Prove directly from the definition of congruence modulo n that if a,c, and n are integers,n >1, and a -= c (mod n), then a^3 -= c^3(mod n).

OlmekinjP 2021-01-04 Answered

Prove directly from the definition of congruence modulo n that if a,c, and n are integers,n>1, and ac(mod n),then a3c3(mod n).

You can still ask an expert for help

Want to know more about Congruence?

Expert Community at Your Service

  • Live experts 24/7
  • Questions are typically answered in as fast as 30 minutes
  • Personalized clear answers
Learn more

Solve your problem for the price of one coffee

  • Available 24/7
  • Math expert for every subject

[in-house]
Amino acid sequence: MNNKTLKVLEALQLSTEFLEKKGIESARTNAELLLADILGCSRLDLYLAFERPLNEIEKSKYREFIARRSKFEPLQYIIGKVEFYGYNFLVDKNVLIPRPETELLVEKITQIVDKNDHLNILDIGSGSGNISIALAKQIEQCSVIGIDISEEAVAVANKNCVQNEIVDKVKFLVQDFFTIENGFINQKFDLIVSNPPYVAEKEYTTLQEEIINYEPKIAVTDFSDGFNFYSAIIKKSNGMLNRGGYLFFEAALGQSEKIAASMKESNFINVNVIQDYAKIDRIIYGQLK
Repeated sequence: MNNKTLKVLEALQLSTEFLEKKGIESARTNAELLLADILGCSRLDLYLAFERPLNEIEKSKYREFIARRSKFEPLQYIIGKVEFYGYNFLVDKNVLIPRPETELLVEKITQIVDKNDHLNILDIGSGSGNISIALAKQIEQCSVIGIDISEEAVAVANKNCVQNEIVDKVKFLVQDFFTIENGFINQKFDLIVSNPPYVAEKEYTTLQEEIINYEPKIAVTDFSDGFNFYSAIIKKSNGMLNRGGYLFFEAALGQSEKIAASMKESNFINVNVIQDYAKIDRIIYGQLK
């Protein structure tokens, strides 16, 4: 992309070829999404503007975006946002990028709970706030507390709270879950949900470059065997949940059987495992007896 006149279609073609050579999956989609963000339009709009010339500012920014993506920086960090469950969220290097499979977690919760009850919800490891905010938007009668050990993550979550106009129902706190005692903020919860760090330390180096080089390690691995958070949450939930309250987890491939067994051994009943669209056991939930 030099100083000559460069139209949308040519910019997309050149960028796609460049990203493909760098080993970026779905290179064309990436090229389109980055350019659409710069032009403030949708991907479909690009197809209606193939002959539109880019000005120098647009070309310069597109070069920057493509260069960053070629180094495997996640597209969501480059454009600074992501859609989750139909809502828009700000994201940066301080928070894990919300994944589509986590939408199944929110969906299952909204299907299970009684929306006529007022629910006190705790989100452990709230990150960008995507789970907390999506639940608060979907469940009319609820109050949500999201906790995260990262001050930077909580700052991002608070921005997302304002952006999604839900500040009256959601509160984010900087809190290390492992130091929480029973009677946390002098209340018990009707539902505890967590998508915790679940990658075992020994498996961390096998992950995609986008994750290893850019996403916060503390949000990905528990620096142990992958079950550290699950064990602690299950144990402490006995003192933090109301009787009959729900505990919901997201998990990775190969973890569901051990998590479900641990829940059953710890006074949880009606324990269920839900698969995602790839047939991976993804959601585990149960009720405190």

• Pay only if we can solve it
Ask Question

Expert Answer

tafzijdeq
Answered 2021-01-05 Author has 92 answers

Step 1
Let a, c and n be integers such that n>1.
We have to prove that if ac(modn),then a3c3(modn) using the definition of congruence modulo n.
Note that, pq(modn)means n(pq) where p and q are integers.
So, by the definition of congruence modulo n, ac(modn)tn^(ac).
If n divides (ac), then n divides any integer multiple of (ac).
Step 2
Since a and c are integers, a2+ac+c2 is also an integer.
Now, n divides any integer multiple of (a−c) implies that n divides (ac)(a2+ac+c2).
But, by the algebraic identity (ac)(a2+ac+c2)=a3c3.
So, we can say that n divides (a3c3)andthus n(a3c3).
Therefore, by the definition of congruence modulo n, a3c3(modn).

Not exactly what you’re looking for?
Ask My Question

Expert Community at Your Service

  • Live experts 24/7
  • Questions are typically answered in as fast as 30 minutes
  • Personalized clear answers
Learn more